Patty Schnyder - Career


In 1996, Schnyder made her Grand Slam main-draw debut at the French Open. In 1997, she quickly rose up through the rankings, and by August 1998 she had entered the WTA top 10. However, Schnyder fell out of the top 10 in April 1999, and spent the next six years ranked in the 15–30 range before re-entering the top 10 in May 2005.

In December 2003, Schnyder married Rainer Hofmann, who had accompanied her on the WTA tour since 1999 and became her full-time tennis coach in early 2003.

Schnyder won 11 singles titles, including a victory in Zürich (Tier I Event) over American former no.1 Lindsay Davenport, and 5 doubles titles. Her first title on U.S. soil came in August, 2005, when she won at Cincinnati's Western & Southern Financial Group Women's Open. Schnyder is perhaps best known for defeating 4 top-10 players consecutively, including Serena Williams and then-world no.1 Jennifer Capriati, in 2002 at the Family Circle Cup in Charleston, which is the largest women-only tennis event held in the United States.

Schnyder's best Grand Slam performance came at the 2004 Australian Open, where she reached the semifinals, before falling to Kim Clijsters. Later that season, she also reached the semifinals at the Tier 1 tournaments in Charleston and Zurich, two large WTA events where Schnyder has compiled an excellent record through the years.

2005 was Schnyder's most consistent overall season to date. She reached five tour finals, winning two of them (Gold Coast and Cincinnati, both Tier 3 events). She was runner-up at the Tier I events Rome (to Amélie Mauresmo) and Zurich (to Lindsay Davenport). She also reached the final in Linz (Tier 2), falling to Nadia Petrova. She reached the career high of world no. 7 after the end-of-season WTA Tour Championships.

2006 proved to be a good season for Schnyder also, staying within the top 10 and reaching the finals in Charleston (defeating top seed and defending champion Justine Henin in the semifinalss and also ending Henin's 2- match winning streak on clay, though Schnyder lost to Petrova in the final), and in Stanford (falling to top seed and defending champion Kim Clijsters).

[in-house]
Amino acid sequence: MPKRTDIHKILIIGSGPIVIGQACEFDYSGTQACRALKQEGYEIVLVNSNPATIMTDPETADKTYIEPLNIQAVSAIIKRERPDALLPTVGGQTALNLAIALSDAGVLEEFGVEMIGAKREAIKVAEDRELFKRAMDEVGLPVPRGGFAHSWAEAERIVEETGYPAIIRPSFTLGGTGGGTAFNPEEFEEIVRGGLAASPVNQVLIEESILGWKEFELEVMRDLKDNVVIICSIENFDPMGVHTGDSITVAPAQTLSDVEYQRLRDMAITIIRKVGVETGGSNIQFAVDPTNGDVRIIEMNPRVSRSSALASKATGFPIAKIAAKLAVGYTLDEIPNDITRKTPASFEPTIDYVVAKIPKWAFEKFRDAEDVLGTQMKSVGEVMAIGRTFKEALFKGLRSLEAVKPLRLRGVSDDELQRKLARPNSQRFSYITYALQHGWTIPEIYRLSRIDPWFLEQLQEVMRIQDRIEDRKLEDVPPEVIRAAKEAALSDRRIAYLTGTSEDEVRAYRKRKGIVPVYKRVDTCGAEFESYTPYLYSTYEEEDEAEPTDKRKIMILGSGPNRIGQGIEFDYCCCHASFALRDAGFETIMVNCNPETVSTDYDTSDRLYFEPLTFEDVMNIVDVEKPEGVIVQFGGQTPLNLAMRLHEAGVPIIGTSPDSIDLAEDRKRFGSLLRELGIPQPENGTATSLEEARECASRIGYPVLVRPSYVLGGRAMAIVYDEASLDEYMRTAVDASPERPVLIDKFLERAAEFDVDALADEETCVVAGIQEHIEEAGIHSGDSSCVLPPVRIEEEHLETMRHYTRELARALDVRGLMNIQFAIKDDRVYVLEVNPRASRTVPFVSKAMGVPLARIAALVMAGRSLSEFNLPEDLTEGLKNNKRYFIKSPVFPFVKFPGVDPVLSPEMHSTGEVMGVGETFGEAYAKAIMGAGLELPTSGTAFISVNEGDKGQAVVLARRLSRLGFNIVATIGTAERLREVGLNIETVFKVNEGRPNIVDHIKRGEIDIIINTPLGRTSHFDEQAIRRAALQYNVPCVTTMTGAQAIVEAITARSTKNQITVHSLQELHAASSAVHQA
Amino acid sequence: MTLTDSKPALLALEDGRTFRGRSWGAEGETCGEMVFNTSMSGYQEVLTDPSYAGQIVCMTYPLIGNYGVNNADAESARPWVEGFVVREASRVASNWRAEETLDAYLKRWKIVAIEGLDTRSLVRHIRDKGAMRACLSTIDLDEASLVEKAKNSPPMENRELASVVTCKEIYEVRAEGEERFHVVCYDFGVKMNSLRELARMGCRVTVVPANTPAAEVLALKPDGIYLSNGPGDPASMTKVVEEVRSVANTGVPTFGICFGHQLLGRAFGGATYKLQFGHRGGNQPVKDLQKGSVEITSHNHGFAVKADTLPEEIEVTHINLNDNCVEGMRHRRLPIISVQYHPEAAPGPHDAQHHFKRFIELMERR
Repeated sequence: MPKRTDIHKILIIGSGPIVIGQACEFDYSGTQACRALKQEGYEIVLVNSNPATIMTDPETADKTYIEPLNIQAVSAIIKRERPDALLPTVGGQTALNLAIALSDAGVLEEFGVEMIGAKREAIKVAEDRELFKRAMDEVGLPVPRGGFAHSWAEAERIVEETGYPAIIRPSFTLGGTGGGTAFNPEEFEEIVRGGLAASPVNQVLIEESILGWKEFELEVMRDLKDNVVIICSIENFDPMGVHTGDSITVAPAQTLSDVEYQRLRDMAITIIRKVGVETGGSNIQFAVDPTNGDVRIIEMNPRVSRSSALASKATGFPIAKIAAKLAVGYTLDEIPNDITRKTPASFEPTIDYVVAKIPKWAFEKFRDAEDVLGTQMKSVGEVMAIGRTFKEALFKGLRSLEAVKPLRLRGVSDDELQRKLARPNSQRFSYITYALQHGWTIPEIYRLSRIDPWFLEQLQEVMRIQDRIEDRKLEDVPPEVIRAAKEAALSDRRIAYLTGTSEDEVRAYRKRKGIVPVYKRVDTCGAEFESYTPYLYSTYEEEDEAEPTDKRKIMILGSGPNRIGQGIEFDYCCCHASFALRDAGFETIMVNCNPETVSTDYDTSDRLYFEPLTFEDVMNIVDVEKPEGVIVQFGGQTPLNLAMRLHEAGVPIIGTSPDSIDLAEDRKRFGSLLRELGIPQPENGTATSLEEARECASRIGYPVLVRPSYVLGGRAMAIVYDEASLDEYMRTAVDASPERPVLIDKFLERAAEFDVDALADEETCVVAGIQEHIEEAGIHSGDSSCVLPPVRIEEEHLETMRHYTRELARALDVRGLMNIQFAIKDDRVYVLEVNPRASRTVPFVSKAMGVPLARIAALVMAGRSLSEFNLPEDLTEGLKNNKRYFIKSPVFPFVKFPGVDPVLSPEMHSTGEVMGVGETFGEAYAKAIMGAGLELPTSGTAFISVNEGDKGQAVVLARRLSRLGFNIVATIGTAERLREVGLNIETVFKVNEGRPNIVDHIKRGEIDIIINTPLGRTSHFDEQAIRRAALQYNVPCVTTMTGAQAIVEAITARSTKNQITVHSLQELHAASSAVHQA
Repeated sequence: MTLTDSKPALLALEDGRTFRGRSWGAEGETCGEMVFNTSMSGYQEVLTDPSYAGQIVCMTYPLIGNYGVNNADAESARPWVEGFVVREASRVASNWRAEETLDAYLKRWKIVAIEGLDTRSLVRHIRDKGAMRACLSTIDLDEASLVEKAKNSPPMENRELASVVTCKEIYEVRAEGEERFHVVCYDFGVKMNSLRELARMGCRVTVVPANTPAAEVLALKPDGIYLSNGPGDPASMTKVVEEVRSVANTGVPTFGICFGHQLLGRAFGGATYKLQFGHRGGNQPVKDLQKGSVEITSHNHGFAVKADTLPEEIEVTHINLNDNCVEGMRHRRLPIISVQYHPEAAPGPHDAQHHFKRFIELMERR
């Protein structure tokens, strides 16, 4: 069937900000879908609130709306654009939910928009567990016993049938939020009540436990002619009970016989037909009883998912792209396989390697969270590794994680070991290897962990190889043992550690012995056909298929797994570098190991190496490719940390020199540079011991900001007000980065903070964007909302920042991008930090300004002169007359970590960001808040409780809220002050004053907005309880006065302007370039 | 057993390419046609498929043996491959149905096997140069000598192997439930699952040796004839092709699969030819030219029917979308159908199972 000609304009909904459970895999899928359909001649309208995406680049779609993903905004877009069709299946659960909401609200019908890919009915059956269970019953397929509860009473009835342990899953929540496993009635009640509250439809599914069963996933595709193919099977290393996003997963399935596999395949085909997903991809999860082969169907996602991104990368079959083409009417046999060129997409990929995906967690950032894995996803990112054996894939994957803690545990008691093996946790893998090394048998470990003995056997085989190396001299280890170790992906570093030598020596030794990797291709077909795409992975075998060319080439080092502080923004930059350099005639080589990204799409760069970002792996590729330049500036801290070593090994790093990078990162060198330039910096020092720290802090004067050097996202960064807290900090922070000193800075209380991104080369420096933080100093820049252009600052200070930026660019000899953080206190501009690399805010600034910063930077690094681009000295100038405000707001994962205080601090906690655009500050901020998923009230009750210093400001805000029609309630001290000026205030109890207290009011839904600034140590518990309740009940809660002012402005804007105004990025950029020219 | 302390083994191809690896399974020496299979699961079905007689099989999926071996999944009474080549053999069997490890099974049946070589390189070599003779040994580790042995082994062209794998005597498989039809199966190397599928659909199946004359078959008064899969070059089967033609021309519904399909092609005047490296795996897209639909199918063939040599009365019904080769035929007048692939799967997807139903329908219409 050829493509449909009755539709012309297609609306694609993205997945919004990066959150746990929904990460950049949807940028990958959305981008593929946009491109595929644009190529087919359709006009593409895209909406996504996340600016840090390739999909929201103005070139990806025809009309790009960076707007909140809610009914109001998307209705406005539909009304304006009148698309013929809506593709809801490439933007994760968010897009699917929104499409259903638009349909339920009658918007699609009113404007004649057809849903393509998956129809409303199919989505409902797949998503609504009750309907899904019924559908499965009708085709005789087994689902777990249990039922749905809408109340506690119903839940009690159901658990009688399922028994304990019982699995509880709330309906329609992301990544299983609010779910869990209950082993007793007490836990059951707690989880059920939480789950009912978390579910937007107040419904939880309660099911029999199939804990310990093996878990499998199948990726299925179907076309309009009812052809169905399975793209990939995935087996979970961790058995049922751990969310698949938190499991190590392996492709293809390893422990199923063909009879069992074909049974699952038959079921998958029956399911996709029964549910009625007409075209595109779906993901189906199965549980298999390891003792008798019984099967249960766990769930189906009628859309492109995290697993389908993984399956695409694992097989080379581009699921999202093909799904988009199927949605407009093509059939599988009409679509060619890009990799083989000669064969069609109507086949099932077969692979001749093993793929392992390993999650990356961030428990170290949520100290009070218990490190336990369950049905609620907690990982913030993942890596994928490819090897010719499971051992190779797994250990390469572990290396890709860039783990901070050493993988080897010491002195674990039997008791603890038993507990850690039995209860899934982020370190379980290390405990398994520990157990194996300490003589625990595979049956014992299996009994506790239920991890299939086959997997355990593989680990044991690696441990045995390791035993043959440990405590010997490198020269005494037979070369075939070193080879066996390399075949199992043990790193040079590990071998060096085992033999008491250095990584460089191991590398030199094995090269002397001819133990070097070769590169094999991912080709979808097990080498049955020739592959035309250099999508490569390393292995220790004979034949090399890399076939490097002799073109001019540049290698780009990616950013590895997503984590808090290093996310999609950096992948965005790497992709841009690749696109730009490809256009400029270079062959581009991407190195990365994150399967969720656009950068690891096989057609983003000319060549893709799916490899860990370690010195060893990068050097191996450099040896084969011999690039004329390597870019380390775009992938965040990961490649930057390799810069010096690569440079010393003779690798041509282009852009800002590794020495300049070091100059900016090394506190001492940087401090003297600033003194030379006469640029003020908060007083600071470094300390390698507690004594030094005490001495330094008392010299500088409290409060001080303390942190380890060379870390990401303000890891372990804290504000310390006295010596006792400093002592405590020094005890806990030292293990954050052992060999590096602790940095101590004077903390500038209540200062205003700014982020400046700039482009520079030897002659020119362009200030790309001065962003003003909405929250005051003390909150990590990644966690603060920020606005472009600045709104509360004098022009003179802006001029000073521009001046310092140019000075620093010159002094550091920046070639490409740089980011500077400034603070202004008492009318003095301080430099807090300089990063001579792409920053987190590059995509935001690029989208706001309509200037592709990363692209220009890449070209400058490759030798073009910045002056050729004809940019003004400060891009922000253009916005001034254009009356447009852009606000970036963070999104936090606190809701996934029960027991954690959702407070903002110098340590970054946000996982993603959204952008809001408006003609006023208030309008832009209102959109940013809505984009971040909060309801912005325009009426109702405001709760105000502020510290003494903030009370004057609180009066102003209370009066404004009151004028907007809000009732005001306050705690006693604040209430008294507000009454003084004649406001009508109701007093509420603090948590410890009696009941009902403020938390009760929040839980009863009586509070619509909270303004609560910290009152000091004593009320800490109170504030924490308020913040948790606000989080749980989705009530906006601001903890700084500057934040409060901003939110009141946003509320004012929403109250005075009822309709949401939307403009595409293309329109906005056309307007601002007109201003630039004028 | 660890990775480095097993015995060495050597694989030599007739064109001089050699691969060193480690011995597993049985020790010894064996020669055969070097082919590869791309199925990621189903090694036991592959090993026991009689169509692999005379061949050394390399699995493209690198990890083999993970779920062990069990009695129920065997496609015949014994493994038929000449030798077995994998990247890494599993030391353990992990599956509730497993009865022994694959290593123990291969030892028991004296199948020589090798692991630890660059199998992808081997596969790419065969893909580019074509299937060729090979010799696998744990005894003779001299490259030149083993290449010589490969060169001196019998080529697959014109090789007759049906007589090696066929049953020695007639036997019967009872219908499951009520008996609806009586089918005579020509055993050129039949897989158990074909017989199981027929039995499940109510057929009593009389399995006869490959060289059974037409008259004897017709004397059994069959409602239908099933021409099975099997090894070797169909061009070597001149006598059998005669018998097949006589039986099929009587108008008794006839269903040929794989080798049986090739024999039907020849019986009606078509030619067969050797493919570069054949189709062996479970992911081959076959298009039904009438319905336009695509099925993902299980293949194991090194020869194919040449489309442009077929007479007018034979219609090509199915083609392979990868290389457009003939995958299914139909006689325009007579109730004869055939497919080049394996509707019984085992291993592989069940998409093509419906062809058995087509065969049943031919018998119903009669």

Schnyder had a mediocre year in 2007, where she lost her top-10 ranking. First, she obtained an invitation to play in the 2007 Watsons Water Champions Challenge. She reached the fourth round of the Australian Open, where she lost to Anna Chakvetadze, 4-6, 1-6, after leading 4–1 in the first set. At the French Open, she managed to reach the fourth round, where she had two match points against Maria Sharapova, but ended up losing, 6–3, 4–6, 7–9. At Wimbledon, she was beaten in the fourth round by no. 1 Justine Henin, 2-6, 2-6. At the Acura Classic in July, she reached the final, beating former no. 1 and compatriot Martina Hingis, 6–1, 6–7(4), 6–3, and Russian Elena Dementieva, 7–6, 6–0, along the way, before losing to Sharapova again in three sets, 2–6, 6–3, 0–6. Schnyder briefly moved up due to this. However, at the US Open, she lost in the third round to the unseeded Austrian Tamira Paszek in a final set tie break, again wasting leads. After that, she played at the Porsche Tennis Grand Prix in Stuttgart, where she fell 0–6, 2–6 to Ana Ivanovic. She finished her year with a run to the Generali Ladies Linz final, beating Chakvetadze 6–1, 6–0 in the quarterfinals and Marion Bartoli 7–6, 6–3 in the semifinals, before convincingly losing in the final to Hantuchová, 4–6, 2–6.